Canadians are starting 2010 with a bigger holiday spending hangover than last year and shouldering more debt than ever before, even as the economy struggles to gain broad traction and unemployment remains high.
The buying binge comes at a time when households have racked up record amounts of debt and policy makers are warning of rising interest rates, which could make those post-Christmas credit card bills even more sobering.
While higher consumption is exactly what the Bank of Canada wants right now to cement an economic recovery, too much spending could create serious challenges down the road.
"Human nature still tells us that if you want something, you go and buy it," said Suzanne Schultz, a chartered accountant and certified financial planner with RBC Dominion Securities Inc. "It is a really big change of mindset to spend only what you can afford, and not everyone is good at doing that."
It is a really big change of mindset to spend only what you can afford, and not everyone is good at doing that. Suzanne Schultz, certified financial planner
Canadians certainly dug deeper this December, with spending in the holiday period rising 3.44 per cent in volume over 2008, according to Moneris Solutions, which processes credit, debit and online payments.
And how did Canadians pay for their holiday loot? "At the beginning of 2009, we saw consumers spend more on debit than on credit," Santo Ligotti, director of marketing at Moneris, said Monday. "As we got to September, October, we started to see the credit volume go up, and they've been almost equal."
Unlike many Canadians, Kim McMullen was determined to avoid incurring any credit card debt this holiday season. The 31-year-old Vancouverite, who runs her own graphic design studio, established a holiday budget back in November and pledged to stick to debit or cash for all of her expenses.
"My goal was to not use my credit card … so that I would not be paying interest on anything," she said.
Ms. McMullen, who travelled home to Ontario for the holidays, estimates that she spent $400 or $500 more than she had planned, mostly on treats such as chocolates and wine for dropping in on family and friends. "As of Jan. 1st, I was $16 in overdraft but I don't have a balance on my Visa. I'm happy that I broke even."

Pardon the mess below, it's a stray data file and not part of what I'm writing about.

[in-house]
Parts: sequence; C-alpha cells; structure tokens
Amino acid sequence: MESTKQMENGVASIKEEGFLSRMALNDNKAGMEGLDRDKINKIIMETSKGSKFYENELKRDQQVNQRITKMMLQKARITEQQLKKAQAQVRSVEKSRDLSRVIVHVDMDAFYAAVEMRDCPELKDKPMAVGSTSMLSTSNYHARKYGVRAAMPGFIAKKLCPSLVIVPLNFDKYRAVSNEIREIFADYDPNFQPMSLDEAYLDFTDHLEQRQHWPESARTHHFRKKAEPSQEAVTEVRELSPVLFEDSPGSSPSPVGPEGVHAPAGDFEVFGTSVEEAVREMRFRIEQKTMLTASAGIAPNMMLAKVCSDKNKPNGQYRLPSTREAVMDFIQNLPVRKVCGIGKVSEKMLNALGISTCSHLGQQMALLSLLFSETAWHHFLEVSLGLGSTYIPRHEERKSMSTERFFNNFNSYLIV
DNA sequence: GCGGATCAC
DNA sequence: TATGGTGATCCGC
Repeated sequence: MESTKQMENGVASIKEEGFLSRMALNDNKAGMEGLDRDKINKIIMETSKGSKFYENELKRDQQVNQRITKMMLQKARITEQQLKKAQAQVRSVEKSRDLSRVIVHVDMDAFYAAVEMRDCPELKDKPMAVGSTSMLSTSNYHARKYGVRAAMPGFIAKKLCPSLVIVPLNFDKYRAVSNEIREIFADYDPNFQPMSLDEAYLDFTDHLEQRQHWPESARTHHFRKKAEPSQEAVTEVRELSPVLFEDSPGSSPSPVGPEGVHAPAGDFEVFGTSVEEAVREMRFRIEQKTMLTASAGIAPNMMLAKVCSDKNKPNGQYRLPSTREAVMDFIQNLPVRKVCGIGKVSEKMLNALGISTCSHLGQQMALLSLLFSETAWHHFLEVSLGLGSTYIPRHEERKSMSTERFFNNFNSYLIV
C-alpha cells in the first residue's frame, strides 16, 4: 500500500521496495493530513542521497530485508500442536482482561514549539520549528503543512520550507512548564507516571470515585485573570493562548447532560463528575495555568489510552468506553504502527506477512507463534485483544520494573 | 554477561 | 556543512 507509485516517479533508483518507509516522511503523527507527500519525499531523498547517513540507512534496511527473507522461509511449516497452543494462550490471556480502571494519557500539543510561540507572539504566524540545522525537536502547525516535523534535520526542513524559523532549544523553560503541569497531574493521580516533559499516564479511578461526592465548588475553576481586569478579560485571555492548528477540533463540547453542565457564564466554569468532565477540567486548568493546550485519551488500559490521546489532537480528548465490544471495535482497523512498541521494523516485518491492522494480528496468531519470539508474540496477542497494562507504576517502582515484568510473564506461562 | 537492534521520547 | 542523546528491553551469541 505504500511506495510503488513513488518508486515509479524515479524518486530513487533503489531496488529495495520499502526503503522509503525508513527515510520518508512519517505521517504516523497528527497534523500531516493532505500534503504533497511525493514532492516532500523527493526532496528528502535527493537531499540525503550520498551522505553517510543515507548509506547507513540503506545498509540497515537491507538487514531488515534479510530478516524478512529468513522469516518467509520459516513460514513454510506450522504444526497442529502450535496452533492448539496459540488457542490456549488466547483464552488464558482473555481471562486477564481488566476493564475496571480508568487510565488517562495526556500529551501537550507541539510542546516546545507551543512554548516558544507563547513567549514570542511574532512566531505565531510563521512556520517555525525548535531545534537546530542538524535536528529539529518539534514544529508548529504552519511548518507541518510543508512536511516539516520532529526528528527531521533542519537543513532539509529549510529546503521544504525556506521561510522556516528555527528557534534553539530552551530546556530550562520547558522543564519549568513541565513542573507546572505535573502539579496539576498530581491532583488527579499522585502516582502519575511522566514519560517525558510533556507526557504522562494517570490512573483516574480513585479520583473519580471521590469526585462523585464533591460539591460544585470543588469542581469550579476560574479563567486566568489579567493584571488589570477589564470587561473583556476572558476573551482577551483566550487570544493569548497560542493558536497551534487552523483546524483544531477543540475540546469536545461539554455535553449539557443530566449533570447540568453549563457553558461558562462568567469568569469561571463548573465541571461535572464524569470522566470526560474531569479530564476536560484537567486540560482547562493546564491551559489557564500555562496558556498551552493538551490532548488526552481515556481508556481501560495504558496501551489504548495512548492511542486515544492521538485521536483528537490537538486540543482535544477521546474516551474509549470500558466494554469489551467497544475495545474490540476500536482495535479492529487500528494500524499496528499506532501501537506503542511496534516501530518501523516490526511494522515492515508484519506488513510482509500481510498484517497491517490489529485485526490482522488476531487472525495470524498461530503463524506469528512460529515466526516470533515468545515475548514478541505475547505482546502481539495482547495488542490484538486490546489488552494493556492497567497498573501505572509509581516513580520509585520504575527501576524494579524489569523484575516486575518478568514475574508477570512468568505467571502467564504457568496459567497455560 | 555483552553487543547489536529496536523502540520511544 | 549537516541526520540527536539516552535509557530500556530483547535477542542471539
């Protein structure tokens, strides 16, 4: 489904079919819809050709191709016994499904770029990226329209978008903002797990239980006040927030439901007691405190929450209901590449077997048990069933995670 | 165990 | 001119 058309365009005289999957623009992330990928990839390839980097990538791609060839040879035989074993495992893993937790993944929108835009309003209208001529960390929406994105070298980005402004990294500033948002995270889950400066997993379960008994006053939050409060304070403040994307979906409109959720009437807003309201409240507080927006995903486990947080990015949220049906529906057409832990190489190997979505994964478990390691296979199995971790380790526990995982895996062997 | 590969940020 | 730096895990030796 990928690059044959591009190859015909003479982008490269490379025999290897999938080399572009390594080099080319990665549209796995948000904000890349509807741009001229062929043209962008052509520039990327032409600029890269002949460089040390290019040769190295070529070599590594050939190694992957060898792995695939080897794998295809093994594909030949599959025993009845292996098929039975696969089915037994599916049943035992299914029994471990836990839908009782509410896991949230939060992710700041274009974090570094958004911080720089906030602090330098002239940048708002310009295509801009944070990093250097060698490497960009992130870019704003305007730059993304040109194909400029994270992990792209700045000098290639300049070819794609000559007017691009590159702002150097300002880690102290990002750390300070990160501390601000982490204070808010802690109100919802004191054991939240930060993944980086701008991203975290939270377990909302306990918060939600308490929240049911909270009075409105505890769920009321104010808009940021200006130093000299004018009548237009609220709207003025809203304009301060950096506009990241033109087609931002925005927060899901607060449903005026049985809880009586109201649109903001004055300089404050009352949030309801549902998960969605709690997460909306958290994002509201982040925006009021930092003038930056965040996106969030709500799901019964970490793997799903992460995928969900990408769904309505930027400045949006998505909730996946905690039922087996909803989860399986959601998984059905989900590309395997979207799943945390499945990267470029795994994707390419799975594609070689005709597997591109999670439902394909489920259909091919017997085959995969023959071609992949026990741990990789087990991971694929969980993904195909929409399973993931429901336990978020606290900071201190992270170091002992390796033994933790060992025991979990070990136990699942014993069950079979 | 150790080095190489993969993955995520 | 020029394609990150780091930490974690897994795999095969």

The increased holiday spending is a mixed blessing for policy makers. The Bank of Canada slashed interest rates in a bid to revive the economy, hoping that unusually low borrowing costs would spur spending. However, Governor Mark Carney and other officials are now concerned about the pace at which consumer debt is rising, while income growth is lagging. That could cause a bigger headache when rates rise, inflating monthly debt payments for consumers.
The central bank estimates there was nearly $1.4-trillion in total household credit outstanding in October, the most recent data available, up from $1.3-trillion a year earlier. Much of the growth stems from mortgage debt, which stood at roughly $950-billion in October, compared with less than $890-billion a year earlier. Meanwhile, the number of bankruptcies as a proportion of the population hit its highest level since 1991 in the third quarter.
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The Moneris tally showed department stores were the clear winners this holiday season, with a 7.12-per-cent gain, while clothing stores saw a 3.52-per-cent increase. Regionally, shoppers in Prince Edward Island led the rest of the country with a 13.84-per-cent surge in spending. Albertans spent 5.75 per cent less.
The biggest year-over-year jump - 7.93 per cent - was recorded Dec. 24 to 29, suggesting that scouring for last-minute markdowns and Boxing Day bargains was rampant this year.
The Interac Association, which runs Canada's dominant debit network, said that its busiest day in December was the 23rd. There were 16.9 million transactions that day, with a total dollar value of $891.7-million. That's roughly 3 per cent higher, in terms of transactions and dollar volume, than the busiest day in December of 2008.
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